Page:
Backdoor spending authority

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Backdoor spending authority in the United States federal budget is authority to incur obligations that are outside the normal Congressional appropriations process because it is provided in legislation other than appropriation acts. Since 1976, any bill that creates spending authority for funds that are not appropriated is subject to a point of order. In effect, this procedural rule protect the House and Senate appropriations committee from being bypassed by the committees with substantive responsibility for various subjects.

Various types of backdoor spending authority include authority to enter into contracts; to incur indebtedness; to make payments (including loans, grants and entitlements) to persons, states and local governments and other entities that meet requirements established by law; to allow United States government executive departments and agencies to forgo collection of proprietary offsetting receipts[1]; and to make any other payments (including loans, grants, and payments from revolving funds.

From the perspective of the appropriations committees, funding by these forms of spending authority slips away from their control through legislative back doors. The Congressional Budget Act of 1974 allowed older forms of backdoor spending to be grandfathered in but attempted to give the appropriations committees some control over new spending, or new borrowing and contract authority. (2 U.S.C. § 651}


There are many exceptions to this procedural rule. First, although this requirement is a law, the Speaker of the US House of Representatives has ruled that it can be waived if the House adopts a recommendation to do so from the House Rules Committee.[2] Second, it applies only to consideration of new legislation after 1975. Third, broad categories involving gifts and trust funds were exempt.[3]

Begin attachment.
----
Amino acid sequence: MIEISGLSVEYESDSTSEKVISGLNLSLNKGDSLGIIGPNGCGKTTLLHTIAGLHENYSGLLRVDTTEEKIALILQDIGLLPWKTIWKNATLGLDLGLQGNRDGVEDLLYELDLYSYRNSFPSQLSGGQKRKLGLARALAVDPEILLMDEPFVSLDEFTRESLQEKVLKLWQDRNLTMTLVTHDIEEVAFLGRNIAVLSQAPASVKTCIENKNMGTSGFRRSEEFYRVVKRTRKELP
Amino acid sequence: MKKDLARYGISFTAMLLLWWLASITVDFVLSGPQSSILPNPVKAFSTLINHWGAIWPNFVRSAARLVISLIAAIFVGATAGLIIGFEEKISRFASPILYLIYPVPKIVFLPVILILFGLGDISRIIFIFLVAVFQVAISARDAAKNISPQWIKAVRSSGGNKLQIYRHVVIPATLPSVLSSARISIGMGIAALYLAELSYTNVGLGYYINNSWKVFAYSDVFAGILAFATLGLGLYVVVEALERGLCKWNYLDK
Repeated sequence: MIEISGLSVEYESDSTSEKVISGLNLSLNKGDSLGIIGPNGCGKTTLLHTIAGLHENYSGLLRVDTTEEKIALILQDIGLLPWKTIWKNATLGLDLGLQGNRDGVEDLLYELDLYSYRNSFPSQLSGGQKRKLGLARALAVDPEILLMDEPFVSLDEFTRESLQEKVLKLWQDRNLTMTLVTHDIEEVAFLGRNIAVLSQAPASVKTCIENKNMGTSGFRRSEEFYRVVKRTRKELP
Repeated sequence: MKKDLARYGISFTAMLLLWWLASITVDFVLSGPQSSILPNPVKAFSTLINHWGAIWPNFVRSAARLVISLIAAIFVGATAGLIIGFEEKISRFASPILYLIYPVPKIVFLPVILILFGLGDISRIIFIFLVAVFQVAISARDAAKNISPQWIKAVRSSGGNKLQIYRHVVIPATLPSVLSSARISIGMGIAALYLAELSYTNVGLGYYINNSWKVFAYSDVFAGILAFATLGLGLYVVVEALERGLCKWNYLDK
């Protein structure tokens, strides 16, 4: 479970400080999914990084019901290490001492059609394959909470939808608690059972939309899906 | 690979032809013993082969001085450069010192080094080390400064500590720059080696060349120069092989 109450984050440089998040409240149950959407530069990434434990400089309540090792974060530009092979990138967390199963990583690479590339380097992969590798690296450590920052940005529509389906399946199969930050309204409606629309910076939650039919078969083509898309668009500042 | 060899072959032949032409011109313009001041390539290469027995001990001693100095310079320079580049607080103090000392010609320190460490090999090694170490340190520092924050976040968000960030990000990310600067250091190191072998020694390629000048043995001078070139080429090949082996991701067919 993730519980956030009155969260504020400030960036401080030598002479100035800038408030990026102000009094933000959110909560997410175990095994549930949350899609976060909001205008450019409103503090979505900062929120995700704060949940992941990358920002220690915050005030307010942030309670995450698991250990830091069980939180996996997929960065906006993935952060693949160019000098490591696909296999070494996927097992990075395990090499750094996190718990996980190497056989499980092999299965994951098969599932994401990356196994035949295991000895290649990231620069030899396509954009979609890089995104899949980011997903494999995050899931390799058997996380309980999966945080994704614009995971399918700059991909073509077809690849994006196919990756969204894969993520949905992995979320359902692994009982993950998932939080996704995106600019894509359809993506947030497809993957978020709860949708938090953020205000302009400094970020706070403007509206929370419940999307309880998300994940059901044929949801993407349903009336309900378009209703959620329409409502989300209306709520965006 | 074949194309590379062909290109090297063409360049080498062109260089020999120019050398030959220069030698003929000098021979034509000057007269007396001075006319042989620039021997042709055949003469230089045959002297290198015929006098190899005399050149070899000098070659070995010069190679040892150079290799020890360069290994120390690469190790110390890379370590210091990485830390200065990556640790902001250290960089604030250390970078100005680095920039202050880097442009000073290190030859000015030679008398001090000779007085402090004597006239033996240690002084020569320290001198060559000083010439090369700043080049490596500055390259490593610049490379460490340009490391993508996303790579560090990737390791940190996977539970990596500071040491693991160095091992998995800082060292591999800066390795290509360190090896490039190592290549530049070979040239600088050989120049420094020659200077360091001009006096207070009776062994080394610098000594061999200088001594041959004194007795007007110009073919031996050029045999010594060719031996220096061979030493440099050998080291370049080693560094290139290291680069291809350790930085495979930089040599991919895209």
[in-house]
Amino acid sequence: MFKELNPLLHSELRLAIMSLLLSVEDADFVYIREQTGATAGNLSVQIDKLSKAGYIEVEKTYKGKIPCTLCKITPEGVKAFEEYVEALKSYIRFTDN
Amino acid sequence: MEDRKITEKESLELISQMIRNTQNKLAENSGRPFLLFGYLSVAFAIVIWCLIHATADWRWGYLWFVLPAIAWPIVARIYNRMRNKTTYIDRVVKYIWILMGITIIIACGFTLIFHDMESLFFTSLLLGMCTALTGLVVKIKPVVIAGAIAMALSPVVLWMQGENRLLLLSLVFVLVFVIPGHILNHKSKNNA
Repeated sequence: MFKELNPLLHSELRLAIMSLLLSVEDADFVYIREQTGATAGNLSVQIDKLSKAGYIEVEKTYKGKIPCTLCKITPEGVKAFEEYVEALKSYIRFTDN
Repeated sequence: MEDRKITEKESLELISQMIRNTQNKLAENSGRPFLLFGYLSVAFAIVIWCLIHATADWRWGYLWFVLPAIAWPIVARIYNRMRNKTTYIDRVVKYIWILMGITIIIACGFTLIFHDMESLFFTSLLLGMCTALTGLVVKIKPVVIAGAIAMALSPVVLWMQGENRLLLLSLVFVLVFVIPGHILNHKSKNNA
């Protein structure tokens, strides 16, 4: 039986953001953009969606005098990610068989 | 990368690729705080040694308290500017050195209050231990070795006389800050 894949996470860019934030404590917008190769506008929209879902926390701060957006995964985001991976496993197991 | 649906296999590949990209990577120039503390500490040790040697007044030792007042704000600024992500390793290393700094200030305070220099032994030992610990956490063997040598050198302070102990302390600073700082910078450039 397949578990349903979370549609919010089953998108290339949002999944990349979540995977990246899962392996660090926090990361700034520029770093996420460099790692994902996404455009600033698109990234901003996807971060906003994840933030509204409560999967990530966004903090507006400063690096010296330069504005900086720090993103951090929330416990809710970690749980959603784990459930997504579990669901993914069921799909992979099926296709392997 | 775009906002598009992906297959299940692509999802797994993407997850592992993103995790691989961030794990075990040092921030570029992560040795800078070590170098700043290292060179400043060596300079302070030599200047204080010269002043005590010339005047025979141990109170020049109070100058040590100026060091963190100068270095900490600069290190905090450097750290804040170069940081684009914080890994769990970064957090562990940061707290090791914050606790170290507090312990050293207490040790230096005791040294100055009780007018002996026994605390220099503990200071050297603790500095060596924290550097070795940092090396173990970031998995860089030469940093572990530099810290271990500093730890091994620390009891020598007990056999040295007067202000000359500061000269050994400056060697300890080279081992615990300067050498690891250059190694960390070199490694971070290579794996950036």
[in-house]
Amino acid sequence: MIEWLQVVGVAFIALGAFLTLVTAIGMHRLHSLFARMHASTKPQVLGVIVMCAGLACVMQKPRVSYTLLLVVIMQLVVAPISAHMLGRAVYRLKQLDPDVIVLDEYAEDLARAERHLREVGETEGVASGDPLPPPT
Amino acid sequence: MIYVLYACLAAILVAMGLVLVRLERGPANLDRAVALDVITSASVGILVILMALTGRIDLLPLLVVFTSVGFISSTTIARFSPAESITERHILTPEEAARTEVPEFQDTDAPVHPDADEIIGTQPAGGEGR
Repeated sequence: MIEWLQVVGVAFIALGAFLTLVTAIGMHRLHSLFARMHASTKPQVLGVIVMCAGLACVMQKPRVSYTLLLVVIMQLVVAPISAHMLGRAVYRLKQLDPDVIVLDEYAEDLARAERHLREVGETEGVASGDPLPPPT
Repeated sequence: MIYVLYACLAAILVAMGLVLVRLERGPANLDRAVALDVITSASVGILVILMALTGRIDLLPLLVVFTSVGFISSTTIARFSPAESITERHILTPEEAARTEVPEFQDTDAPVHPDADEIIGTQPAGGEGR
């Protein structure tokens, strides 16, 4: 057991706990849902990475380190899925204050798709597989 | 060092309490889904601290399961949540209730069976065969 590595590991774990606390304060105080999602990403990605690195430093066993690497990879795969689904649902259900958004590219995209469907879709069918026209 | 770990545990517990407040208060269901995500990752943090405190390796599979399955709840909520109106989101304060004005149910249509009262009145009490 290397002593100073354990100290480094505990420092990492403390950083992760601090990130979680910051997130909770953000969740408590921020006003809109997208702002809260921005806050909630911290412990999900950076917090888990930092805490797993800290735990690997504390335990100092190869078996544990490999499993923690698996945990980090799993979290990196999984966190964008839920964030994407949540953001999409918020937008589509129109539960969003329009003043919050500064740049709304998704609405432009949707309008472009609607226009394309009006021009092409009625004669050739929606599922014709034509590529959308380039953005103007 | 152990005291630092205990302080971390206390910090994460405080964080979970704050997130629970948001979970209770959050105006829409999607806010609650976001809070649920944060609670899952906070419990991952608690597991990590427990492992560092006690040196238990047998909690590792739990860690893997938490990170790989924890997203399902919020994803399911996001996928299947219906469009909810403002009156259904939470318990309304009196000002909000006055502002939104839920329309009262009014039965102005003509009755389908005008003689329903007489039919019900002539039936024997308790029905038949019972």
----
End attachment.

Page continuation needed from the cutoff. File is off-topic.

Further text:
Origins and issues

Originally created by a parliamentary ruling of the House of Representatives in 1949, "backdoor spending" devices have been held not to constitute appropriations. The ruling permitted legislative committees, which are specifically prohibited from handling appropriations matters, to authorize agencies to obtain funds via the "backdoor" method. In some cases these spending authorities do not come before the appropriations committees for review.[4]

  • One type of backdoor is contract authority which permits an agency to obligate funds in advance of appropriations. The matter comes before the appropriations committees only when money is needed to liquidate the obligation, too late for them to exercise any meaningful control.
  • Another way to work with non-appropriated funds is to authorize agencies to borrow funds from the Treasury or from the public. Borrowing authority[5] outside the appropriations process has been authorized since this backdoor was opened in 1932 with creation of the Reconstruction Finance Corporation.
  • The third and most prevalent form of non-appropriated spending is a mandatory entitlement of specified payments to eligible beneficiaries. Most entitlements are open-ended: their cost depends on the varying number of claimants and amounts allowable to each, rather than on current legislative decisions.[6] Most entitlements are also in the form of permanent appropriations that bypass the appropriations committees altogether. Even when the entitlements go through the regular appropriations process (as is the case with public assistance and veterans' benefits) the appropriations committees have no real say over the amounts that are to be spent. [7]

The Congressional Budget and Impoundment Control Act of 1974 originally was intended to limit and reform backdoor authority, by requiring new spending authorities or entitlements to go through the appropriations process.[8][9]

See also


  1. collection of some taxes, fees and debts justly due.
  2. 121 Cong. Rec. 7677, 94th Cong. 1st Sess., Mar. 20, 1975 (ruling by Speaker Carl Albert [Okla.]).
  3. 2 U.S.C. § 651(c)
  4. pp. 13-14 pdf.
  5. "Borrowing authority", also known as "authority to spend debt receipts", pg.46; Report to the House Committee on the Budget by the Comptroller General of the United States. Revolving Funds: Full Disclosure Needed For Better Congressional Control. August 30, 1978.
  6. See Discretionary spending The political philosopher and journalist George Will contends all government spending is discretionary, with the exception of debt service. Econtalk, George Will, Feb-28-2011.
  7. The Battle of the Budget, Allen Schick, Proceedings of the Academy of Political Science, Vol. 32, No. 1, Congress against the President, (1975), pp. 51-70. Published by: The Academy of Political. JSTOR.